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SPARC, register renaming, __builtin_return_address

I've just travelled down a fascinating rathole.

On SPARC, 20010122-1.c has regressed from GCC 2.95.2.

This test is one that uses __builtin_return_address (1) in several
places, and that's not working correctly.  The problem is that we emit
the following code:

	  !#PROLOGUE# 0
	  save	%sp, -112, %sp
	  !#PROLOGUE# 1
	  ta	3
	  ld	[%sp+60], %o0
	  sethi	%hi(ret_addr), %g1
	  st	%o0, [%g1+%lo(ret_addr)]


  void test10a (char * p)
    ret_addr = __builtin_return_address (1);

when compiling with -O3.

Here, [%sp + 60] is the return value for this function, not for its
caller.  In other words, we've done:

  ret_addr = __builtin_return_address(0)

instead of 

  ret_addr = __builtin_return_address(1)

Why did that happen?

Because until register renaming, we didn't think we were going to have
a stack frame.  We thought this function was a leaf, and so we thought
%sp would be our callers %sp, not our own.

Before register renaming we had:

  (insn 27 13 28 (set (reg:SI 25 %i1 [107])
	  (mem:SI (plus:SI (reg/f:SI 14 %sp)
		  (const_int 60 [0x3c])) 0)) 51 {*movsi_insn} (nil)
      (expr_list:REG_EQUIV (mem:SI (plus:SI (reg/f:SI 14 %sp)
		  (const_int 60 [0x3c])) 0)

  (insn 28 27 16 (set (reg/f:SI 24 %i0 [109])
	  (high:SI (symbol_ref:SI ("ret_addr")))) 53 {*movsi_high} (nil)
      (expr_list:REG_EQUIV (high:SI (symbol_ref:SI ("ret_addr")))

  (insn 16 28 26 (set (mem/f:SI (lo_sum:SI (reg/f:SI 24 %i0 [109])
		  (symbol_ref:SI ("ret_addr"))) 2)
	  (reg:SI 25 %i1 [107])) 51 {*movsi_insn} (insn_list 27 (insn_list 28 (insn_list 12 (insn_list 13 (insn_list:REG_DEP_ANTI 10 (nil))))))
      (expr_list:REG_DEAD (reg:SI 25 %i1 [107])
	  (expr_list:REG_DEAD (reg/f:SI 24 %i0 [109])

Register renaming for some reason decides to rename %i1 to %o0 and %i0
to %g1.  

(It's wasn't clear what *good* this was supposed to do, so I looked at
the register renaming code.  The comment on regrename_optimize is the

  /* Perform register renaming on the current function.  */

Hmm.  Lucky I already knew what this optimization was about.)

Anyhow, ignoring the goodness of the optimization, why does this cause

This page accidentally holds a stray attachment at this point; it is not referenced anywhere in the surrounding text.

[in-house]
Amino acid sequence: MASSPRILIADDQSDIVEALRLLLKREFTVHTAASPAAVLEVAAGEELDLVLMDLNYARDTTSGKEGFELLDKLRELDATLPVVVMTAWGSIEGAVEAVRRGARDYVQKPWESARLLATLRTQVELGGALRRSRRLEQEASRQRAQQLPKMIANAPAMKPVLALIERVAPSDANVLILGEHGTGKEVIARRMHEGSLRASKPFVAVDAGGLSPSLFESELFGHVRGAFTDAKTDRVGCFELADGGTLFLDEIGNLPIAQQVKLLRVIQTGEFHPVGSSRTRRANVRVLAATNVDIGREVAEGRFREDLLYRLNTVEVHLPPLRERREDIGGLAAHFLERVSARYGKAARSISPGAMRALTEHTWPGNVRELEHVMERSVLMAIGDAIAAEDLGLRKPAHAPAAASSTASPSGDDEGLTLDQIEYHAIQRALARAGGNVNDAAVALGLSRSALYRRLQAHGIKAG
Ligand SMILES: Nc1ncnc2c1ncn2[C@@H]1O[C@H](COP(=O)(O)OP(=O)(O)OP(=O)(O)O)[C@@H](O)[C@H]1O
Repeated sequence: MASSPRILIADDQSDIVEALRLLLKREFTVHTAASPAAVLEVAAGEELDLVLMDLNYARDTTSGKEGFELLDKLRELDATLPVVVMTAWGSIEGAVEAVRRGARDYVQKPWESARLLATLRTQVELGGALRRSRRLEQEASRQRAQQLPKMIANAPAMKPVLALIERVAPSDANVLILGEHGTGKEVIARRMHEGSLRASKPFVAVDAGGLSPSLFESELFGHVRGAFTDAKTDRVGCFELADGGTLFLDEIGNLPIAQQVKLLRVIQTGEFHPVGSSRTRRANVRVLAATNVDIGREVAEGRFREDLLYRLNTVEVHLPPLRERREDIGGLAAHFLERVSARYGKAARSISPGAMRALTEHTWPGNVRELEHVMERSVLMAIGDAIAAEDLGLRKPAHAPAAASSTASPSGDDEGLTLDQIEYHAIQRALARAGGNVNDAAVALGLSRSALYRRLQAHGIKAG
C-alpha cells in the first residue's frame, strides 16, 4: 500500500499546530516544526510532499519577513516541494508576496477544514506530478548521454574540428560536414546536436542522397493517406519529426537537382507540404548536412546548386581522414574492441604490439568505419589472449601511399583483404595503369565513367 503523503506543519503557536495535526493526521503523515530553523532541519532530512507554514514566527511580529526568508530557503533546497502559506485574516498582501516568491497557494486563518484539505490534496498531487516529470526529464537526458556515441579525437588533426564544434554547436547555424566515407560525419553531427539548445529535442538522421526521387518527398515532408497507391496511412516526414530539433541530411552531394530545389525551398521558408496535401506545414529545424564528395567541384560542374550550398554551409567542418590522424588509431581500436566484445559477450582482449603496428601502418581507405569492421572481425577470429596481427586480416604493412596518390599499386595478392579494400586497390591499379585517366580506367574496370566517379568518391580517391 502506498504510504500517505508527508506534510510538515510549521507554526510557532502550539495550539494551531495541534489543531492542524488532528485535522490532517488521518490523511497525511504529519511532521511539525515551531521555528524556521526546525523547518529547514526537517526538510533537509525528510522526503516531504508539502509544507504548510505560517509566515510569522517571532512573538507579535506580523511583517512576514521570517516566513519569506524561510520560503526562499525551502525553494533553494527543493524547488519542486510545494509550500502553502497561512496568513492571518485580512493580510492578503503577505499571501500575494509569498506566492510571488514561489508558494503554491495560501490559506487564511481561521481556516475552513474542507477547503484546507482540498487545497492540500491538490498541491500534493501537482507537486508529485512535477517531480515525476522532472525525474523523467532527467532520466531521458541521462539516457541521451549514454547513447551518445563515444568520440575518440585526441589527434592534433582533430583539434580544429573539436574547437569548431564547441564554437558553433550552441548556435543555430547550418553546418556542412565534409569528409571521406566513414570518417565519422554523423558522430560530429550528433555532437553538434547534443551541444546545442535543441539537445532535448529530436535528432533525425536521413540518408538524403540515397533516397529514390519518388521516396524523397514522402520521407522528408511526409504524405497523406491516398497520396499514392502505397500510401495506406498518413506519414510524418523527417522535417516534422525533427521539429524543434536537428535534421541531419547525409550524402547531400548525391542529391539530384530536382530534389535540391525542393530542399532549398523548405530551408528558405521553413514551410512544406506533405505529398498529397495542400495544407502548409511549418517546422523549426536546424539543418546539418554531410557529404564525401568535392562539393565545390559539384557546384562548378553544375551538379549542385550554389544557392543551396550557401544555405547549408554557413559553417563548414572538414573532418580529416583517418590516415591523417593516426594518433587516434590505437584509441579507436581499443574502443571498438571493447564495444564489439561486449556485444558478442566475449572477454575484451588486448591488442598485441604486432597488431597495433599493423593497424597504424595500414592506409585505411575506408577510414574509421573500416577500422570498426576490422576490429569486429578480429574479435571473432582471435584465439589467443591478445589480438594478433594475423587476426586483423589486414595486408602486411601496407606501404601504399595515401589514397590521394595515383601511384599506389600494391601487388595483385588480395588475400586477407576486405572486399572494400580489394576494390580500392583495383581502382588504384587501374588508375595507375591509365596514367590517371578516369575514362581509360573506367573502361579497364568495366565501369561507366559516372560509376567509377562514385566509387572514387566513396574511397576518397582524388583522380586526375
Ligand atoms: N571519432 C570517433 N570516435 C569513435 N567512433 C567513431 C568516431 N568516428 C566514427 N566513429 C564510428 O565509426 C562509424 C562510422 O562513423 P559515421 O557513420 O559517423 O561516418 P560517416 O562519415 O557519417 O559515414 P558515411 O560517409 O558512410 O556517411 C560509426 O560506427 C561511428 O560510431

a problem?  Because now we're using %o0, and %o0 isn't a leaf
register, and so we now decide to introduce a `save' instruction in
the prologue.  But, that means we're adding a frame where we didn't
have one before, and everything goes to heck.

(You have to think hard to figure out why GCC doesn't think %o0 is a
leaf register.  That's because since this is a leaf function, we're
going to come along and remap registers later, so %i0 *is* a leaf
register.  %i0 will get remapped to %o0.)

There are multiple issues here:

  - Register renaming probably shouldn't be using non-leaf registers
    when we have a function that only uses leaf registers up until
    this point.

    I will fix this, unless anyone objects.
  - The manual explicitly documents __builtin_return_address 
    being guaranteed to return the correct value only when 
    the index is 0.

    Therefore, the test-case is semi-bogus.
  - The documentation for regrename.c is, shall we say, minimal.
    There is not even a basic description of the optimization being
    performed.  There is no mention of this pass in the `passes'
    section in the manual.

    The best overall description actually shows up with the
    -frename-registers documentation in the manual.

    Whoever originally wrote this code should write some
    documentation for it.  In addition to the lack of global 
    description, there are no comments on many of the functions
    and variables in regrename.c.

  - The name and documentation for current_function_uses_only_leaf_regs
    is less-than-complete.  This variable actually means that
    this function *is* a leaf function, without a normal prologue
    and epilogue.  In particular, this variable isn't set
    when we're not optimizing (independent of the registers in use),
    and everything assumes that leaf register renaming will be done
    if this variable is true.

  - Why are we renaming registers that aren't being used more
    than once in the function?  It doesn't hurt, but is it 
    expected to help?

Mark Mitchell         
CodeSourcery, LLC     

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